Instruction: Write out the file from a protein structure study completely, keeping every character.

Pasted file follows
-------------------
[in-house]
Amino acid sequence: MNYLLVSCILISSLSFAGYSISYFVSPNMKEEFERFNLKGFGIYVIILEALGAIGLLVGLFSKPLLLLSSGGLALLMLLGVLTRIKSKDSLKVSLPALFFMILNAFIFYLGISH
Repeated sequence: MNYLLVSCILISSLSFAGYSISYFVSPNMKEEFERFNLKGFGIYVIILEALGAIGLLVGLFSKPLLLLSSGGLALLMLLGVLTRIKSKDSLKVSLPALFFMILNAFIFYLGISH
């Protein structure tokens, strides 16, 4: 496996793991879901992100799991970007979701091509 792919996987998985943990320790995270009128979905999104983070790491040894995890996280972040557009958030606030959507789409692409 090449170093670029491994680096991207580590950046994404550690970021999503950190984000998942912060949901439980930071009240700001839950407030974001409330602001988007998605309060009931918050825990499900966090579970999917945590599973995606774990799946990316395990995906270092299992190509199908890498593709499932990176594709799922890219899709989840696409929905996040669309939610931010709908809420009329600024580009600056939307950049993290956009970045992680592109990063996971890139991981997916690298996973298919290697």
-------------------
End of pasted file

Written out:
[in-house]
Amino acid sequence: MNYLLVSCILISSLSFAGYSISYFVSPNMKEEFERFNLKGFGIYVIILEALGAIGLLVGLFSKPLLLLSSGGLALLMLLGVLTRIKSKDSLKVSLPALFFMILNAFIFYLGISH
Repeated sequence: MNYLLVSCILISSLSFAGYSISYFVSPNMKEEFERFNLKGFGIYVIILEALGAIGLLVGLFSKPLLLLSSGGLALLMLLGVLTRIKSKDSLKVSLPALFFMILNAFIFYLGISH
């Protein structure tokens, strides 16, 4: 496996793991879901992100799991970007979701091509 792919996987998985943990320790995270009128979905999104983070790491040894995890996280972040557009958030606030959507789409692409 090449170093670029491994680096991207580590950046994404550690970021999503950190984000998942912060949901439980930071009240700001839950407030974001409330602001988007998605309060009931918050825990499900966090579970999917945590599973995606774990799946990316395990995906270092299992190509199908890498593709499932990176594709799922890219899709989840696409929905996040669309939610931010709908809420009329600024580009600056939307950049993290956009970045992680592109990063996971890139991981997916690298996973298919290697």